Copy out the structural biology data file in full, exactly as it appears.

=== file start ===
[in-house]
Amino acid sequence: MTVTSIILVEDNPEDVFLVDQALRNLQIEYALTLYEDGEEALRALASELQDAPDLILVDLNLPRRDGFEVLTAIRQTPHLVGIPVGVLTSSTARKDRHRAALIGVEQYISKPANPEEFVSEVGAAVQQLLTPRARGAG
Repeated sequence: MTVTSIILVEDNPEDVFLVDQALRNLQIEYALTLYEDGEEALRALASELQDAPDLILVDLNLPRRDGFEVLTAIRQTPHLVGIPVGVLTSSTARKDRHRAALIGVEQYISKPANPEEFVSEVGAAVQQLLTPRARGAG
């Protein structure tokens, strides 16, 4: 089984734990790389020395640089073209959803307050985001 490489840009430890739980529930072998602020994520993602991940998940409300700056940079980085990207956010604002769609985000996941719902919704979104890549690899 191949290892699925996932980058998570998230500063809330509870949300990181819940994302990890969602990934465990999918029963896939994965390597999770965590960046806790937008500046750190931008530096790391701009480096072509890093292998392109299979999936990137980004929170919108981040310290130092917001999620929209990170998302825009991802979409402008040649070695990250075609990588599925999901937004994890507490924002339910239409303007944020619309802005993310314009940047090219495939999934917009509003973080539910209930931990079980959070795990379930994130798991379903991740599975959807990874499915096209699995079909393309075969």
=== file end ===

[in-house]
Amino acid sequence: MTVTSIILVEDNPEDVFLVDQALRNLQIEYALTLYEDGEEALRALASELQDAPDLILVDLNLPRRDGFEVLTAIRQTPHLVGIPVGVLTSSTARKDRHRAALIGVEQYISKPANPEEFVSEVGAAVQQLLTPRARGAG
Repeated sequence: MTVTSIILVEDNPEDVFLVDQALRNLQIEYALTLYEDGEEALRALASELQDAPDLILVDLNLPRRDGFEVLTAIRQTPHLVGIPVGVLTSSTARKDRHRAALIGVEQYISKPANPEEFVSEVGAAVQQLLTPRARGAG
């Protein structure tokens, strides 16, 4: 089984734990790389020395640089073209959803307050985001 490489840009430890739980529930072998602020994520993602991940998940409300700056940079980085990207956010604002769609985000996941719902919704979104890549690899 191949290892699925996932980058998570998230500063809330509870949300990181819940994302990890969602990934465990999918029963896939994965390597999770965590960046806790937008500046750190931008530096790391701009480096072509890093292998392109299979999936990137980004929170919108981040310290130092917001999620929209990170998302825009991802979409402008040649070695990250075609990588599925999901937004994890507490924002339910239409303007944020619309802005993310314009940047090219495939999934917009509003973080539910209930931990079980959070795990379930994130798991379903991740599975959807990874499915096209699995079909393309075969």